First-home buyers are often pinned as the most difficult client when it comes to securing a mortgage, though according to one mortgage adviser, second-home buyers are not off the hook when it comes to satisfying loan criteria – something which advisers need to bear in mind when searching for an appropriate lender.
Smarter Mortgage Lady Rachael Thompson at Insurance & Lending Group says second-home owners come with their own slew of challenges, especially when factors such as age and employment status end up working against them. She says clients often have a skewed perception of how easy it will be to secure a second mortgage, and it becomes the adviser’s job to explain and navigate the intricacies of making a second investment.
“I recently dealt with a self-employed couple in their late 50s with a really good income, but the bank restricted their terms,” Thompson told NZ Adviser. “They could only take out a 20-year loan, and something like that can really affect the cost of a mortgage.”
“Self-employed people are also quite challenging to work with, but being a self-employed person myself I understand how that works!” she continued. “It’s super exciting to help someone start building up a property portfolio, and I don’t get many rejections because if you do the numbers right, you’ll generally get a good result.”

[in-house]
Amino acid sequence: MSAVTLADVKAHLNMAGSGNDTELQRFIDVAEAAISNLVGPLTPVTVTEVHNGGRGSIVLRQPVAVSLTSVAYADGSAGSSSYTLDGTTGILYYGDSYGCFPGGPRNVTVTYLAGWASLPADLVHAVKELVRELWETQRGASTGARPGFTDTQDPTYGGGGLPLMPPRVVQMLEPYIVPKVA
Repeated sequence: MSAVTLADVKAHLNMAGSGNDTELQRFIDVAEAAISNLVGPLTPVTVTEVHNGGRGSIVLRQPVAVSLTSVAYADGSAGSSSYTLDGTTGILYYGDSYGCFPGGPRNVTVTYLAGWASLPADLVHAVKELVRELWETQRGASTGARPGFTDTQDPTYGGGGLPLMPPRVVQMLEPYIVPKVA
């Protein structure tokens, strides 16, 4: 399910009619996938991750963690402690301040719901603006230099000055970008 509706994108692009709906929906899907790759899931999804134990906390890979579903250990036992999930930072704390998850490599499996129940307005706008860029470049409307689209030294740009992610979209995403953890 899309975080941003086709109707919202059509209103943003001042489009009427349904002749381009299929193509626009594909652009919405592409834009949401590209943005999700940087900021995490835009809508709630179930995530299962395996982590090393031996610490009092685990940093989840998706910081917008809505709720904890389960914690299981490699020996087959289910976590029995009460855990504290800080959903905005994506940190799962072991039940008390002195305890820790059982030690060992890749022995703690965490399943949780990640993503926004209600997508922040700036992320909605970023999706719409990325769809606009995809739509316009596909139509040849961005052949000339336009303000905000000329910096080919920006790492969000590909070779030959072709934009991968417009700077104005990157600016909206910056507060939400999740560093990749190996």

If clients are salaried, Thompson says the key question becomes whether they have enough income to do what they want to do. She says clients often think that if they have lots of equity, they should have no problem buying another home – however, it’s not always that simple.
“What they don’t understand is that while they might have equity, they will often need more income to service a new purchase,” she explained.
“If they’re buying a plaster house, I always make sure they know that the bank will ask for an independent weather tightness report. If there’s a property that has unconsented work done on it, the bank will want someone independent to put their name against it.”
“The key steps for second-home buyers are finding the right kind of lender for their scenario, working out whether I can get it across the line and thinking ahead to see what the biggest challenges are going to be,” she concluded. “All of that will depend on which bank they end up going to.”